Octavio Dotel has a funny way of ending up in the playoffs. Mostly because he is, when correctly used, a damn fine reliever. His (normally) unsightly platoon splits make him more valuable during baseball’s post-season, where manager are more willing to play matchups each and every night.

Octavio Dotel pitched in three of the last five post-seasons (for three different teams, of course.) After providing tremendous relief for the Cardinals in their 2011 World Series run, Dotel signed with the Tigers, where he continues holding down the 6th/7th innings.

He’s a veteran player with no lack of experience. Young players should all aspire to achieve a career as long and successful as Dotel’s. That said: just because he’s old doesn’t mean he’s wise.

With his Tigers reeling after two straight losses in Oakland, times were tough in the Detroit clubhouse. The most recent loss & a 4-3 walkoff defeat with their Capital-C Closer on the hill — created unbelievable amounts of tension among the Tigers’ players. Who could imagine a team with a Triple Crown winner and assumptive Cy Young award winner losing three straight to the ragtag Athletics? The silence in the Tigers room was deafening.

Octavio Dotel knew something needed to be said. The team leader needed to step forward and make a statement. Dotel urged presumptive team leader and best offensive contributor Miguel Cabrera to make a statement. “Say something,” the 38-year old reliever urged.

But Miguel Cabrera refused. A quiet leader who prefers leading by example did not speak with the assembled throng of reporters on Wednesday night.

Cabrera, seated with his arms crossed in his dress clothes, turned down all interview requests from a hoard of reporters seeking comment.

Seated at one of two tables in the visiting clubhouse, Cabrera was within earshot of Jose Valverde, who spoke for nearly 15 minutes following his ninth-inning meltdown.

When the clubhouse doors closed, Dotel sensed his team was on the precipice. Something needed to be said to the group. As James Schmehl relays, Dotel scrambled to the Big Swinging…Bats of the Tigers, trying to call a team meeting to discuss the awful fates.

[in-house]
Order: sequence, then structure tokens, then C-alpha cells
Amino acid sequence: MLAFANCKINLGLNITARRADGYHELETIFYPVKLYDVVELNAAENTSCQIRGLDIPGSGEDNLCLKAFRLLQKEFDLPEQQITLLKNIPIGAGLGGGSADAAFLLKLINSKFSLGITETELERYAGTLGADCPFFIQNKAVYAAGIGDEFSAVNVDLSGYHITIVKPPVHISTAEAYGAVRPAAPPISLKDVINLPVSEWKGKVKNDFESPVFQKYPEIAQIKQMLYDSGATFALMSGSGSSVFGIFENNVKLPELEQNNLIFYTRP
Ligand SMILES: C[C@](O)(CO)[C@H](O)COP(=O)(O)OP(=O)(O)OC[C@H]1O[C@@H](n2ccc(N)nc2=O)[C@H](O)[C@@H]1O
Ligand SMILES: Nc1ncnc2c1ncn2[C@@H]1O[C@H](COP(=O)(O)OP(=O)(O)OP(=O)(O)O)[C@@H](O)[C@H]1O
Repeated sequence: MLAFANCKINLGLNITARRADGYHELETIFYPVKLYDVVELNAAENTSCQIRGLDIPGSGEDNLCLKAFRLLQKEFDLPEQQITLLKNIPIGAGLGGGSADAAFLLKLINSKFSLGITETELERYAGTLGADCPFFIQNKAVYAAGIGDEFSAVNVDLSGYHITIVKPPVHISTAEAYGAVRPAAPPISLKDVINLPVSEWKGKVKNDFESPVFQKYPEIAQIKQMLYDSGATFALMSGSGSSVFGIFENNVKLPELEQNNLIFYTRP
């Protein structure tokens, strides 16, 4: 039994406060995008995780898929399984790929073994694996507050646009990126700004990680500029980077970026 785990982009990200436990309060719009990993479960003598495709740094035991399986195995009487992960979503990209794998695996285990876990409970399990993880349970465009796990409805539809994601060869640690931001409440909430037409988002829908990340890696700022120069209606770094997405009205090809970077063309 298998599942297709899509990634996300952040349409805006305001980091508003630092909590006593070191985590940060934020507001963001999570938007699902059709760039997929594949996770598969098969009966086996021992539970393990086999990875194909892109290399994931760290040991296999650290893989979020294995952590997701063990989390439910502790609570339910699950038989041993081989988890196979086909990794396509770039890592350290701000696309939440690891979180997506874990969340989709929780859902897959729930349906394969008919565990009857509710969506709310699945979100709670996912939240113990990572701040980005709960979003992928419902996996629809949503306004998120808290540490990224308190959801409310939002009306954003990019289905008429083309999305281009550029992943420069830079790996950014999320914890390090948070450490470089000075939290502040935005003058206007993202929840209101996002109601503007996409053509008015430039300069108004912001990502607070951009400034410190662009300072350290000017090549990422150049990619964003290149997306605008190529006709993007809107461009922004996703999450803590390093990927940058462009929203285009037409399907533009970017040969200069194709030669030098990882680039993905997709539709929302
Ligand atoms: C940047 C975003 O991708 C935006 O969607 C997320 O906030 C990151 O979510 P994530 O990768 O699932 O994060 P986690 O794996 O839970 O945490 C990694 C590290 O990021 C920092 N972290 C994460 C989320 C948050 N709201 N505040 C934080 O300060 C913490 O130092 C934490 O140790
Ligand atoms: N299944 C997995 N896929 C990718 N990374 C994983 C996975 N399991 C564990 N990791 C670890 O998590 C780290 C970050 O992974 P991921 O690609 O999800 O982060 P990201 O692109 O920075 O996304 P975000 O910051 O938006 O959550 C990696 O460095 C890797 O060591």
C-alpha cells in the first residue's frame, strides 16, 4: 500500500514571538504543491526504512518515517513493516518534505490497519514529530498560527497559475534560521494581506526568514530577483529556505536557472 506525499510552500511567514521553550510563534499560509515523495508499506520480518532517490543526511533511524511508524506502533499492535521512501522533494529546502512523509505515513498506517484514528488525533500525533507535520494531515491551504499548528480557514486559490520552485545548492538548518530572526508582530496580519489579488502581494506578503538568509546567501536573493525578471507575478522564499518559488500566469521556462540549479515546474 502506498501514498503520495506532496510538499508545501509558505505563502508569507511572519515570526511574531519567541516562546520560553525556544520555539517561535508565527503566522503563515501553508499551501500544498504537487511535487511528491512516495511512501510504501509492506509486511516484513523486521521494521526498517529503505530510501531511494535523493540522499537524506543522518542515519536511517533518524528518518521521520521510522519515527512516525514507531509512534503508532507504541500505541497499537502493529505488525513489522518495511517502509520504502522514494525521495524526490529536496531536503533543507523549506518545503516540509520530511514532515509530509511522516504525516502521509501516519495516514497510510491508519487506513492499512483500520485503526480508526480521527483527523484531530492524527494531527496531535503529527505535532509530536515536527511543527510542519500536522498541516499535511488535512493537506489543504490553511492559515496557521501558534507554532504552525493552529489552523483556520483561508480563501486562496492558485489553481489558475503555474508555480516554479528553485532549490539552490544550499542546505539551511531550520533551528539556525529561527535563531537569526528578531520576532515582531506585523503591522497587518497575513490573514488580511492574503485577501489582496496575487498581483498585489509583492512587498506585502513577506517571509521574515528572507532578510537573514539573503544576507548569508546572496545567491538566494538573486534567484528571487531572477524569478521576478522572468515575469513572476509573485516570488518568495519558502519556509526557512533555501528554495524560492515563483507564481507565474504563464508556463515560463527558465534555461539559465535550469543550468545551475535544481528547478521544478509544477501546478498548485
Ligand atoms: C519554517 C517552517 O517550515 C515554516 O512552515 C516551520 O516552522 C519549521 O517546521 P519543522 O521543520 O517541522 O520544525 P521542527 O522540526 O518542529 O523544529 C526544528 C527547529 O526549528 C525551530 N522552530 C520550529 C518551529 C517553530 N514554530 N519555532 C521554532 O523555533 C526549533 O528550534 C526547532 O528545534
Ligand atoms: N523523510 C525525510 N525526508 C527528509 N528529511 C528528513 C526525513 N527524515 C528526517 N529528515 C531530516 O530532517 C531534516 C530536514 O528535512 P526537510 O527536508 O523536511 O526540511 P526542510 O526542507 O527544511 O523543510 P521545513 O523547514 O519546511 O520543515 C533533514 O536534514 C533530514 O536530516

After the hoard of media members left the clubhouse Wednesday night, it was then that Dotel attempted to rile the troops and call a team meeting. But his plea fell on deaf ears.

“It didn’t go through,” he said.

“I went to the big guys and I asked them,” said Dotel, a 14-year veteran. “If they don’t agree or if they don’t want to do it, I can’t do anything.”

Nobody wanted to gather and discuss what went wrong. Call it quiet leadership, call it veterans knowing when to go to the whip and when to let the horse run. Call it the value of experience and knowing there was still another day upon which to fight. Another 27 outs to scratch and claw in an attempt to redeem what amounted to the team owner’s dying wish.

Or, more accurately, call it the Verlander Effect.

Who needs pep talks when you can look across the clubhouse and see the defending Cy Young winner, the defending American League Most Valuable Player, the man who handed your team victory in Game One, the defacto best pitcher in baseball, waiting to take the ball.

What is a better hype speech than “See that guy? He’s really good. You can rant and rave and bang the drum if you want, but I like my chances with our ace on the hill?”

This is baseball. The rah-rah stuff can only take you so far. Sometimes the only motivation required is the knowledge that your guy is better than their guy. That, even just today, your team needs to do their jobs secure in the knowledge that the American League’s best hurler is going to give you a chance to win. Which he did. And they did.

Thanks in no small part to Octavio Dotel’s contribution on the field but in no way thanks to Dotel’s efforts to incite the villagers. Not for a lack of effort, however. Guys gotta respect that hustle